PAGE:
You’ve invited a few people over, it’s snowing outside, and your apartment is prepped for a cozy winter dinner party, complete with lit candles, an empty coat rack, and the heater blasting. But what wine do you serve your guests—and what food do you serve with it?
The last thing you want is to serve a dish that takes too much time and energy to prepare and takes away from time with your friends. (It’s your party—you’re supposed to have fun too!) And you don’t want to serve a wine that will overpower both the food you’re serving and your guest’s palettes (or spend so much money on it that you’re reserved with your pours).
As a wine and food writer, and a wine instructor at Murray’s Cheese in New York, I know my way around pairing wine with food. The wine picks below are what I would choose to stock up on for a winter get-together—along with the low-lift, high-impact, party-ready foods they go great with. All of the wines are available for nationwide shipping from Astor Wines & Spirits, an incredible wine store in New York City known for its hard-to-find bottles, quality selection, and fair prices. Happy hosting!
Editor’s note: Availability and price of the selected bottles are subject to change. To help, we’ve included alternative online shops when possible.
From Our Shop
I like to call lambrusco the Champagne of winter. It’s sparkling and celebratory but has more going on than your typical white-grape bubbly. It’s from the Italian region Emilio Romagna (the land of Parmesan and prosciutto) and made in the Charmat method, just like prosecco. There are different varieties of lambrusco—over 60 indigenous grape varieties can be used to make the wine—but there are typically many red fruit notes regardless of variety. Strawberry, rhubarb, raspberry, and hibiscus are common flavors you’ll find in a bottle of ‘brusc, along with notes that are unique to Italian wines, like balsamic.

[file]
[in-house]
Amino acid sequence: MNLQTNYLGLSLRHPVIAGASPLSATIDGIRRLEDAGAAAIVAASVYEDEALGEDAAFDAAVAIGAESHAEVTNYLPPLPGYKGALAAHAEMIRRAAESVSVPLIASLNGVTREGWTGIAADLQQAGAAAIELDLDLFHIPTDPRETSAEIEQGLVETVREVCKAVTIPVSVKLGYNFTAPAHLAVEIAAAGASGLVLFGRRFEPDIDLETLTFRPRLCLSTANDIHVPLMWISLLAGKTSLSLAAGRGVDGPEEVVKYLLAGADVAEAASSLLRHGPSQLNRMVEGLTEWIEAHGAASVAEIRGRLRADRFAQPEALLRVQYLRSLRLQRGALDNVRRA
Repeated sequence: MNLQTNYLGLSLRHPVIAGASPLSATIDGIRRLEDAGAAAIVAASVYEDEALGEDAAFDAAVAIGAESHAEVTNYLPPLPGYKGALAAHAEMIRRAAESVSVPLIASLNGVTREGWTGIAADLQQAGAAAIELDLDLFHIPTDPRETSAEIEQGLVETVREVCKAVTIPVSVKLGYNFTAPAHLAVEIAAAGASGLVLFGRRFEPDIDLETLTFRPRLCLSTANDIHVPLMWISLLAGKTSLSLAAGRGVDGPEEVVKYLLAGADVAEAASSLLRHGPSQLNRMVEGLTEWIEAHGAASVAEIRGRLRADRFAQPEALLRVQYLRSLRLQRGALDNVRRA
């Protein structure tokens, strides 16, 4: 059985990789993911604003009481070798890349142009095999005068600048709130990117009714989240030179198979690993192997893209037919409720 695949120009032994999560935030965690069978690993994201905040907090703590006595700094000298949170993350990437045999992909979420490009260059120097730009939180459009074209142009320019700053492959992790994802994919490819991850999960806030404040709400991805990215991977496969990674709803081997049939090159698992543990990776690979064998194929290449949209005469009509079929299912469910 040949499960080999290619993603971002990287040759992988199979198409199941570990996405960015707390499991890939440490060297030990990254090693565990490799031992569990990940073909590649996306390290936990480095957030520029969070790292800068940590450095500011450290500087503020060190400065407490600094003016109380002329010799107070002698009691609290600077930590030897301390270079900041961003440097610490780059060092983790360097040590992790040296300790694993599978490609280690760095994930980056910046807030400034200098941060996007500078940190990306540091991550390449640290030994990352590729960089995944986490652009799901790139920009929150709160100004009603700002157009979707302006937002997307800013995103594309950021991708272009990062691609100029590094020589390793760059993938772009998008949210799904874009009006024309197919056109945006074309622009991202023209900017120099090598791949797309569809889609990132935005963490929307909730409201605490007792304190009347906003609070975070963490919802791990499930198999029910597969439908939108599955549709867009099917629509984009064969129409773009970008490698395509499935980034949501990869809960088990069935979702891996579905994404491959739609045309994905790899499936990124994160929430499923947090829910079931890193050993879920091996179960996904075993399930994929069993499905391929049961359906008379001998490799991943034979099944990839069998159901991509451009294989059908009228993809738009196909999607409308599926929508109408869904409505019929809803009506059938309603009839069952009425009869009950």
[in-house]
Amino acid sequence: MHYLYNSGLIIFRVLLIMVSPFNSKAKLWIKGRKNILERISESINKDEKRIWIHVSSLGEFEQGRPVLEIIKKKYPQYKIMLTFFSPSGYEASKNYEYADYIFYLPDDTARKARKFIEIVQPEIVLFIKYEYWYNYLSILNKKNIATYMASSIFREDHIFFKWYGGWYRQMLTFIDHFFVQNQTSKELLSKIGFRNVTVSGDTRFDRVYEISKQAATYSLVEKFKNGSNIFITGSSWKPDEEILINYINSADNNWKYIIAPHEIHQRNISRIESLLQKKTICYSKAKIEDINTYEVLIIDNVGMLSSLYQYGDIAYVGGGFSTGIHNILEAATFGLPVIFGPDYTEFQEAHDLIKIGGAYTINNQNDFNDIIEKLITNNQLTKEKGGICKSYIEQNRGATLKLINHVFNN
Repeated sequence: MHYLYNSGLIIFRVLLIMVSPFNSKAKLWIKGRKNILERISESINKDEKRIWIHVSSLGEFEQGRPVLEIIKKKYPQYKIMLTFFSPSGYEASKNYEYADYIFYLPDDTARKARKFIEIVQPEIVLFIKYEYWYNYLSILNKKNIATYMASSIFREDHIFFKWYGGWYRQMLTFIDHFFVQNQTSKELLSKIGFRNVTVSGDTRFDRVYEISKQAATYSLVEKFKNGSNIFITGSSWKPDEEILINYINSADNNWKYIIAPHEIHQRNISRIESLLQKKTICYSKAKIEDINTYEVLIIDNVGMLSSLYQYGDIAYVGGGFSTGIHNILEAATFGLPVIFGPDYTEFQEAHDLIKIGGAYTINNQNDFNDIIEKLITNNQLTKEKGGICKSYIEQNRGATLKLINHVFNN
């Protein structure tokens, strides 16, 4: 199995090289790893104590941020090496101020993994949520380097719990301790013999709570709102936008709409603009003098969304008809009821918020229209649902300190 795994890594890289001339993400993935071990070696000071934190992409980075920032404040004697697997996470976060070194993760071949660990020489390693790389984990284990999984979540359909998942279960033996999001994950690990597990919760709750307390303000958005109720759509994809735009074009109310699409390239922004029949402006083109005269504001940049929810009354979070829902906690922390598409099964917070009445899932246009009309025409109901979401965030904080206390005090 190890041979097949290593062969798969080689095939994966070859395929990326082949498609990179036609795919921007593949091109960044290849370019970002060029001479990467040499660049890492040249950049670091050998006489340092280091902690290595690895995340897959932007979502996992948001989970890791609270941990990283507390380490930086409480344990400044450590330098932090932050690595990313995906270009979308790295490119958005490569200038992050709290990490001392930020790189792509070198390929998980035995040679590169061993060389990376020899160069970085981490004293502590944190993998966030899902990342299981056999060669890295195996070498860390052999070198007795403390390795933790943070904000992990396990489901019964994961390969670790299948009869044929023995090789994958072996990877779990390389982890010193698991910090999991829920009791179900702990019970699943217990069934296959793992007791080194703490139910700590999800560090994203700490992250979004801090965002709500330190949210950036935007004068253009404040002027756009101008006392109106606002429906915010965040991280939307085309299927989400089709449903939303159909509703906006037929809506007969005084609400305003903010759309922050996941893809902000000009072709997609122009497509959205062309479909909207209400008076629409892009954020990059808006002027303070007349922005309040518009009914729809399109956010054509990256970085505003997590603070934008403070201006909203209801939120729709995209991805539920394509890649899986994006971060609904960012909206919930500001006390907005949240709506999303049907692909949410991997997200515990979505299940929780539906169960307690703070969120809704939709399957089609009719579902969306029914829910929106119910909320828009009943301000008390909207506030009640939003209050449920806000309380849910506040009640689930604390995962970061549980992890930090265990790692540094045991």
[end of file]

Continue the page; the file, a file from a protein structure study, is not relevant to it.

They say red wine is hard to pair with cheese, but this one goes perfectly. The bubbles lift the butterfat from your tongue and the light tannins work to cut the richness of the cheese without overwhelming it. The aforementioned parmesan and prosciutto are a great pairing for lambrusco, as is speck (another cured, lightly smoked Italian ham), cherry jam, and herbed goat cheese. I also recently paired lambrusco with a Jasper Hill Farm Sherry Gray, an ash-ripened double cream cow’s cheese—but any rich, double, or triple cream will do.
Lambrusco’s bright, red fruit and acidity also go great with pizza. Make some pan pizzas at home, topped with prosciutto, speck, showers of Parmesan, and a drizzle of balsamic, or better yet, save yourself the hassle and order in.
1. 2021 Lambrusco di Sorbara “Rito”, Zucchi, $18.96,
This lambrusco is made like a rosé. The juice is pressed from the skins right away, without maceration, so the wine will be light and delicate (think strawberries and watermelon).
2. NV Lambrusco “Pruno Nero,” Cleto Chiarli, $16.99
This more classic variation of lambrusco will be inkier, but don’t let the color fool you. It will absolutely still be drinkable.
Burgundy is a classic cold-weather get-together wine. The formula is simple: make a long braised bœuf bourguignon or a coq a vin with a bottle of the good stuff, then sit down with some mashed potatoes, or toasted bread, and sop up all of the sauce’s magic while sipping a glass of the wine you used to cook with.